It is hard to believe we have journeyed through the wilderness for almost four months and I have only blogged through 34 of what resulted in a 355 page journal. As I shared my heart, God made it clear that others have suffered through the wilderness, and for that reason I allowed several of the Redbud writers to share from their personal experiences. I pray their stories have encouraged you to continue in your relationship with the Lord and passionately pursue him even when times are hard, when he appears silent, and when it seems all hope is lost. I pray that you will turn to Jesus, cry to Jesus, reach out to Jesus, and choose life even in the desert.
One of the books I read in the wilderness was, Reluctant Pilgrim, by fellow Redbud, Enuma Okoro. It provided healing to my soul. Enuma and her publisher are kind enough to provide a chapter excerpt from an intimate moment in the wilderness. I pray that it blesses you as it has me.
The following is a chapter from Reluctant Pilgrim: A Moody Somewhat Self-Indulgent Introvert’s Search for Spiritual Community, by Enuma Okoro. Copyright c 2010 Fresh Air Books. Used with permission.
Lord, of heaven and earth. . . .
The night that Claire called I was getting ready for bed around 11:00 Pm. I knew something was wrong.
Death is a word I am all too familiar with. I hate it for all the times it has visited my door and changed my world. In the past 16 years of my 33 years of living, I have lost eleven close relatives. That includes my mother and first born son whom I carried around inside of me for five months.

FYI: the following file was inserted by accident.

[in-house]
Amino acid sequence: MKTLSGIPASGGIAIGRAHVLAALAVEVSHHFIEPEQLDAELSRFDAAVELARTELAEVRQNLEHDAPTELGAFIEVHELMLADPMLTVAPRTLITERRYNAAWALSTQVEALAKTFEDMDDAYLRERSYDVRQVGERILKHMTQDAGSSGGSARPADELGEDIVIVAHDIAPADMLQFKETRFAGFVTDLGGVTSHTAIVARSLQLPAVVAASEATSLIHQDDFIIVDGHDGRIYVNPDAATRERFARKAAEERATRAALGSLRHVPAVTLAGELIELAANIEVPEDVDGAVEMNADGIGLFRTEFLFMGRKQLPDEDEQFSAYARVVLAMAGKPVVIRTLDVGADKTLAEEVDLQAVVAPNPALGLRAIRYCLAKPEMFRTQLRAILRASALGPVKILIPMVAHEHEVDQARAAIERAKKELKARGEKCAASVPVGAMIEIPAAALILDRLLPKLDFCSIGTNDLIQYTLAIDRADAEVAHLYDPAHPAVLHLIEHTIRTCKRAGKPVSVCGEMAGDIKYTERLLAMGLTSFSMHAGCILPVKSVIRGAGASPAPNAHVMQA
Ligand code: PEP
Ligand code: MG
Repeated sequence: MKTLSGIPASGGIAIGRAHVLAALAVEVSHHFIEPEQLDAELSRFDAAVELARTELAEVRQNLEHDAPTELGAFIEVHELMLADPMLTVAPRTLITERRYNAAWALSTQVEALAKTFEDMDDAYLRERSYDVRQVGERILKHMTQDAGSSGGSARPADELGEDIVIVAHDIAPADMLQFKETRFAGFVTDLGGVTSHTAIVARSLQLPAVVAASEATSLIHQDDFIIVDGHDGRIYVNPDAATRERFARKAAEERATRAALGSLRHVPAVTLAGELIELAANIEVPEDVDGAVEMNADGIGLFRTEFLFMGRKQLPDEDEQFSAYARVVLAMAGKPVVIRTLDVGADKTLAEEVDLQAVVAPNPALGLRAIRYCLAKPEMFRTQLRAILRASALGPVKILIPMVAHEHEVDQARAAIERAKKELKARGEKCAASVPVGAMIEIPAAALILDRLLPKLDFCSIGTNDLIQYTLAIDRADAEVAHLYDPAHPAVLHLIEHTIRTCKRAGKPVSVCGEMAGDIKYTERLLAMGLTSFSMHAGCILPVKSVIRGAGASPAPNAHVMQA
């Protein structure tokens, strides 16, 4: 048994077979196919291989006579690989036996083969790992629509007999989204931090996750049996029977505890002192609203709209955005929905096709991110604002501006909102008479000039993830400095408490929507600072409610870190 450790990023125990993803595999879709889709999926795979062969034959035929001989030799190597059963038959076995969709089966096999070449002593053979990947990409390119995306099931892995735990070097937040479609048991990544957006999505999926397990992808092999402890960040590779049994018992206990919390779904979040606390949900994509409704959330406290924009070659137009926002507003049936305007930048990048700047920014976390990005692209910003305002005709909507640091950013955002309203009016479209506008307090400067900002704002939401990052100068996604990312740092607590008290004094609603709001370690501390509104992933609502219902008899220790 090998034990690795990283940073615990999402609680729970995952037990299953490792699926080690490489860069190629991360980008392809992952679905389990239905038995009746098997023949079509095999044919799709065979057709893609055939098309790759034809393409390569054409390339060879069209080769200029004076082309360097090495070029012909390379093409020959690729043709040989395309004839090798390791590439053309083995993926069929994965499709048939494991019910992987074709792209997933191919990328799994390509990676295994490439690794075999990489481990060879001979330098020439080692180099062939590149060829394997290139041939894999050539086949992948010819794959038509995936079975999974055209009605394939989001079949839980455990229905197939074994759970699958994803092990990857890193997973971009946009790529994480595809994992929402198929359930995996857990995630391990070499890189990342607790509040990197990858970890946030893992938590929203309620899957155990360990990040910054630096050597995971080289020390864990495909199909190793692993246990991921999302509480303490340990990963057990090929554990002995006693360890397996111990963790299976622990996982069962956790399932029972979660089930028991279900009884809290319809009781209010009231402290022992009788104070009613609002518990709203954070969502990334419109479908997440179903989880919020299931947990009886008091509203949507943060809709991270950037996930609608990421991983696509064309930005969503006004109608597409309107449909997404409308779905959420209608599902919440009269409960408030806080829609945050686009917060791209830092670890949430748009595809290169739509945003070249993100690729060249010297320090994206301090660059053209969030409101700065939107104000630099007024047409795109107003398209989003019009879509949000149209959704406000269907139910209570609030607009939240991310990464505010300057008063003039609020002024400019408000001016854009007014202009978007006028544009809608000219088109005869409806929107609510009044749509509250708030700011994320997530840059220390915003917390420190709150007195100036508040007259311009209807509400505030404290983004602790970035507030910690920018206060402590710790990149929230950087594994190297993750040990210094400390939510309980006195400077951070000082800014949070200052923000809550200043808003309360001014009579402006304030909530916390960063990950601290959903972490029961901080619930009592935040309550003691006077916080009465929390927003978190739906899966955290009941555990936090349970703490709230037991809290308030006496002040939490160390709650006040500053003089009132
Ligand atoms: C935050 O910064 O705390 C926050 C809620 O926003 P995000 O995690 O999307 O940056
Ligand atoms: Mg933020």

As a result of these devastating personal experiences, and observing the grief of others, I have come to the conclusion that the church generally (at least in practice) has a poor theology of grief. When mom died, I gave the good Sunday school answer (not because it was what I was supposed to say, but because I believed it). I rejoiced that she was now in Heaven basking in God’s glory with no more pain and suffering. Somehow the attitude of Christians and people around me was, “Everything will be okay.” After suffering a recent loss of her own, Redbud, Trillia Newbell, honestly acknowledged that “Death is not okay.” Continue reading “Wilderness: What Are the Things You Need to Grieve?”